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Family court

Courting opinion on the family court environment

By April 18, 2018October 26th, 2021No Comments

Have you been through the family court system and experienced first-hand the family court environment? Then you may wish to provide an account of your experience, positive or negative, to the ALRC’s call for submissions in its current family law review.

We’ve been taking a closer look at the Issues Paper recently released as part of the ALRC’s review of the family law system. One of the questions opened up for discussion in the Paper is: what improvements could be made to a family court environment, particularly when clients have security concerns for themselves or their children?

The family court environment plays a major role in ensuring individuals are able to access justice. If people are prevented from accessing justice due to perceived physical limitations of court environments, this is cause for concern, but it’s also something that can be addressed and tackled.

The ALRC’s initial consultations with stakeholders revealed that concerns expressed typically centre on the safety and accessibility of court precincts:

Are there safe rooms? Are there safety risks in having only a single entrance to a court? Is there adequate security outside courts? Are there child-friendly spaces at court? Are there separate rooms available to facilitate participation of parties who have or are experiencing violence in the proceedings?

The ALRC further notes that these security concerns mirror the concerns expressed during the Royal Commission into Family Violence, where “one of the most prominent themes in the submissions…was concern about the safety and wellbeing of court attendees”.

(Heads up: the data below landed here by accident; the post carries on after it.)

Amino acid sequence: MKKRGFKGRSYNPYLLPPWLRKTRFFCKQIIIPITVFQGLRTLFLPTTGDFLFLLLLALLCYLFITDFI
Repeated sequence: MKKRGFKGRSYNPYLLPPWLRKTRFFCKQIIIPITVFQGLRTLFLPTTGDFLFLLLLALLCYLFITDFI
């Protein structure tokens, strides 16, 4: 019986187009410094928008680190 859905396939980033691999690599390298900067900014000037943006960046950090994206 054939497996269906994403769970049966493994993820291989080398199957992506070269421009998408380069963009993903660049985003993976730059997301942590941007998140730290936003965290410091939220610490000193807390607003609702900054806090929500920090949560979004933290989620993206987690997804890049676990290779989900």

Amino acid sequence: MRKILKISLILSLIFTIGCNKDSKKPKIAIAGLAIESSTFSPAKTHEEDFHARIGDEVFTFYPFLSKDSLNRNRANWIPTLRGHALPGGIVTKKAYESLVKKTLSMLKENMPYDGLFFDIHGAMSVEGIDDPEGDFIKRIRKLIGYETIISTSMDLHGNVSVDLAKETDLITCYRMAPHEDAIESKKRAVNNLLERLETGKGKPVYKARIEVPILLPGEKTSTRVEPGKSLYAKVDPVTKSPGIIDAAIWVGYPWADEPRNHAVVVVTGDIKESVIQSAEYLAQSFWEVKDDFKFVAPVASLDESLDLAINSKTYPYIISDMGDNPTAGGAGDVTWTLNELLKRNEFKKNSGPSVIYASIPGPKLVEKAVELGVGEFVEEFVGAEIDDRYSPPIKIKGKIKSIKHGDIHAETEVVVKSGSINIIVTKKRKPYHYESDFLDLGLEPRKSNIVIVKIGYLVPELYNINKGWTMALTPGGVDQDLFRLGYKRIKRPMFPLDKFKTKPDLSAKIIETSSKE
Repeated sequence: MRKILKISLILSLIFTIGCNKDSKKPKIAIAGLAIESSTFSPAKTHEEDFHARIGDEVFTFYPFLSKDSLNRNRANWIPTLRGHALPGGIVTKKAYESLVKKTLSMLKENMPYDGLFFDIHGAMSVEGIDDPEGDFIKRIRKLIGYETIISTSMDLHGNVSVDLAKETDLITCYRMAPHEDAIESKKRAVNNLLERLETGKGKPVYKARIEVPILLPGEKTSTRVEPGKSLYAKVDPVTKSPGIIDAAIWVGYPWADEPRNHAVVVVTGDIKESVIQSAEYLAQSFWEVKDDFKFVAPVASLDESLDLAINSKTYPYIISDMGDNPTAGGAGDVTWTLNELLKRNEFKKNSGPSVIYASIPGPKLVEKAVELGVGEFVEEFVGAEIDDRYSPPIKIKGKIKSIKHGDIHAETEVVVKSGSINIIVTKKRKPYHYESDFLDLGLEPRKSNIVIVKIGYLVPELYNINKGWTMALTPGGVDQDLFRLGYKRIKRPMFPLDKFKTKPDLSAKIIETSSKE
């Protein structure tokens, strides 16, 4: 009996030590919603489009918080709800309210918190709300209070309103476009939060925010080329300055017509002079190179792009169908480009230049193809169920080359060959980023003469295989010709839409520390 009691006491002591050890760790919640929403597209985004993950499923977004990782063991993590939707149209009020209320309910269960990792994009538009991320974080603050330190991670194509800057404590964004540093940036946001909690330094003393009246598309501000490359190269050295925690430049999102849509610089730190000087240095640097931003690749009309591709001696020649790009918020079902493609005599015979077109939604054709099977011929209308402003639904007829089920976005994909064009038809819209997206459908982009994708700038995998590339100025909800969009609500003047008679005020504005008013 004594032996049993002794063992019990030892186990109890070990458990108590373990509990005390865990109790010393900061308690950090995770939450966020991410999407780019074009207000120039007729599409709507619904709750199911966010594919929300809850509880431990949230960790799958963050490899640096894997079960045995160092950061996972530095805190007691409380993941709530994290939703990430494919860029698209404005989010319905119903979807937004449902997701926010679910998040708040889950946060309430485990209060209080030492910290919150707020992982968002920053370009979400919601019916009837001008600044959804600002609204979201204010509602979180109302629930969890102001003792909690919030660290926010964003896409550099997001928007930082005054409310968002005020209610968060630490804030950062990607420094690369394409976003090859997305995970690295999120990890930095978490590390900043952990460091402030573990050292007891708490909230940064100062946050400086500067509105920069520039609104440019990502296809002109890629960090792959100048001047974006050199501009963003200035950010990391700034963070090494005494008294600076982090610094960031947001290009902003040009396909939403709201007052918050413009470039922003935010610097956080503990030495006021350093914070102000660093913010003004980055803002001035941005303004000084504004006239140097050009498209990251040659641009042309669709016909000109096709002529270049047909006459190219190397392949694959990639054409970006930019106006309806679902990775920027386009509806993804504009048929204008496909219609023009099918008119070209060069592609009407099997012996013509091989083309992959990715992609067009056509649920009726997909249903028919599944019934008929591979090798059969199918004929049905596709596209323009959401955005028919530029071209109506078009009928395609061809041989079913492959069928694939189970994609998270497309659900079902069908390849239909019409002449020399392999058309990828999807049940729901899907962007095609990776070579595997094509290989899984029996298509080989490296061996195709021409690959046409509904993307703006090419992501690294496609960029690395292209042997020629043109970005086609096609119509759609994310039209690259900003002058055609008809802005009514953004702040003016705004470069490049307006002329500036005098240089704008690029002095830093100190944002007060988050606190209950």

The Royal Commission, when examining the Magistrates’ Court of Victoria, recommended measures such as safe waiting areas and rooms for co-located service providers, security staffing and equipment, separate entry and exit points for applicants and respondents, and private interview rooms for use by registrar and service providers. It also recommended improving facilities for children and ‘child-friendly’ courts, providing remote witness facilities for giving evidence off site and from court-based interview rooms, and providing multilingual and multi-format signage.

In pointing to existing examples of successful court environments, the ALCR highlights the Neighbourhood Justice Centre in Victoria as “a positive example of a client-friendly, accessible and safe court building”. The Centre is described as having “breakout spaces” for people to allow them to wait for their matter outside the court, “changing the tone of court and reducing client anxiety and agitation”. The Centre also utilises roaming or dynamic security, a system which “replaces the usual airport-style security at the court entrance with roaming security guards, who talk and interact with everyone who comes into the building. [The] system is reported to defuse tension and create a more client-friendly atmosphere and has been successful in ensuring client and staff safety to date.” As such, the ALRC suggests it may be a solution for the family courts as well.

Now it’s over to the public and other stakeholders for input—how could the family court environment be improved for family law litigants? If you have any suggestions or ideas to contribute, please make sure you access the ALRC submissions page here to have your say.

You can read the full ALRC Issues Paper here.

Going to court? You might like to read our tips on preparation.

If you would like family law advice, please contact Canberra family lawyer Cristina Huesch or one of our other experienced solicitors here at Alliance Legal Services on (02) 6223 2400.

Please note our blogs are not legal advice. For information on how to obtain the correct legal advice, please contact Alliance Legal Services.

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